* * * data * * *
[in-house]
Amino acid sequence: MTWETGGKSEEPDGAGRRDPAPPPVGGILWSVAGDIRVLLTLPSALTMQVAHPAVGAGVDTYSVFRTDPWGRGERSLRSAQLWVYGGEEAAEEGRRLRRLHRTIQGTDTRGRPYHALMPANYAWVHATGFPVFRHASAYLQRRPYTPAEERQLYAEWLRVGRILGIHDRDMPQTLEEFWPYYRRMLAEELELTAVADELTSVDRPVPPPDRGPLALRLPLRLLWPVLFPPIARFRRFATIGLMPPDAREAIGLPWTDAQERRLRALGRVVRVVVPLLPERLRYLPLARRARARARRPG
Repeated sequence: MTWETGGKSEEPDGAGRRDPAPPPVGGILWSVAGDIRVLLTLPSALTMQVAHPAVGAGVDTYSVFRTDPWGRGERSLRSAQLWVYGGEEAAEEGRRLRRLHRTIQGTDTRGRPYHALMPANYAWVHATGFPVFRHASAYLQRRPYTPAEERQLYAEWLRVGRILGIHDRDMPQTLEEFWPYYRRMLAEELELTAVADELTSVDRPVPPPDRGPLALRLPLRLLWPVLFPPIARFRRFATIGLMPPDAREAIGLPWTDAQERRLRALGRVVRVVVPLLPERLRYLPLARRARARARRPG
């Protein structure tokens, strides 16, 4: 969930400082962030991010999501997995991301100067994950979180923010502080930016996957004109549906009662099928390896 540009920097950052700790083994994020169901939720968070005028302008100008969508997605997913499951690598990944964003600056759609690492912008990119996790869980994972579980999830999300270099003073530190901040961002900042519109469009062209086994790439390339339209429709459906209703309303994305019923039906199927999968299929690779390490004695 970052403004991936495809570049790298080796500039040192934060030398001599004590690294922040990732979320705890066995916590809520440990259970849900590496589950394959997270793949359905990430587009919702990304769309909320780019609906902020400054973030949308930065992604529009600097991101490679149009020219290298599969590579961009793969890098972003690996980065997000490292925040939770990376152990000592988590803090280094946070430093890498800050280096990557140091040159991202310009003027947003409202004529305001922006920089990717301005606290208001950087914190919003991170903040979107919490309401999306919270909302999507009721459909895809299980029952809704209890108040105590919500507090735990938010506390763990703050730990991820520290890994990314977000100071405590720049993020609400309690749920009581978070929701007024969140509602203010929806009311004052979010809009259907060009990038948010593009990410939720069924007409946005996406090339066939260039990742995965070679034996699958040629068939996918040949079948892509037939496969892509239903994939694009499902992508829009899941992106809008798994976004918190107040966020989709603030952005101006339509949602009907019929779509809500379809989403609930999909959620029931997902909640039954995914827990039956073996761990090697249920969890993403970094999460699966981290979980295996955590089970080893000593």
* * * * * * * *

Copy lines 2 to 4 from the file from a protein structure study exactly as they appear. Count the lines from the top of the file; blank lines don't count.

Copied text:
Amino acid sequence: MTWETGGKSEEPDGAGRRDPAPPPVGGILWSVAGDIRVLLTLPSALTMQVAHPAVGAGVDTYSVFRTDPWGRGERSLRSAQLWVYGGEEAAEEGRRLRRLHRTIQGTDTRGRPYHALMPANYAWVHATGFPVFRHASAYLQRRPYTPAEERQLYAEWLRVGRILGIHDRDMPQTLEEFWPYYRRMLAEELELTAVADELTSVDRPVPPPDRGPLALRLPLRLLWPVLFPPIARFRRFATIGLMPPDAREAIGLPWTDAQERRLRALGRVVRVVVPLLPERLRYLPLARRARARARRPG
Repeated sequence: MTWETGGKSEEPDGAGRRDPAPPPVGGILWSVAGDIRVLLTLPSALTMQVAHPAVGAGVDTYSVFRTDPWGRGERSLRSAQLWVYGGEEAAEEGRRLRRLHRTIQGTDTRGRPYHALMPANYAWVHATGFPVFRHASAYLQRRPYTPAEERQLYAEWLRVGRILGIHDRDMPQTLEEFWPYYRRMLAEELELTAVADELTSVDRPVPPPDRGPLALRLPLRLLWPVLFPPIARFRRFATIGLMPPDAREAIGLPWTDAQERRLRALGRVVRVVVPLLPERLRYLPLARRARARARRPG
């Protein structure tokens, strides 16, 4: 969930400082962030991010999501997995991301100067994950979180923010502080930016996957004109549906009662099928390896 540009920097950052700790083994994020169901939720968070005028302008100008969508997605997913499951690598990944964003600056759609690492912008990119996790869980994972579980999830999300270099003073530190901040961002900042519109469009062209086994790439390339339209429709459906209703309303994305019923039906199927999968299929690779390490004695 970052403004991936495809570049790298080796500039040192934060030398001599004590690294922040990732979320705890066995916590809520440990259970849900590496589950394959997270793949359905990430587009919702990304769309909320780019609906902020400054973030949308930065992604529009600097991101490679149009020219290298599969590579961009793969890098972003690996980065997000490292925040939770990376152990000592988590803090280094946070430093890498800050280096990557140091040159991202310009003027947003409202004529305001922006920089990717301005606290208001950087914190919003991170903040979107919490309401999306919270909302999507009721459909895809299980029952809704209890108040105590919500507090735990938010506390763990703050730990991820520290890994990314977000100071405590720049993020609400309690749920009581978070929701007024969140509602203010929806009311004052979010809009259907060009990038948010593009990410939720069924007409946005996406090339066939260039990742995965070679034996699958040629068939996918040949079948892509037939496969892509239903994939694009499902992508829009899941992106809008798994976004918190107040966020989709603030952005101006339509949602009907019929779509809500379809989403609930999909959620029931997902909640039954995914827990039956073996761990090697249920969890993403970094999460699966981290979980295996955590089970080893000593």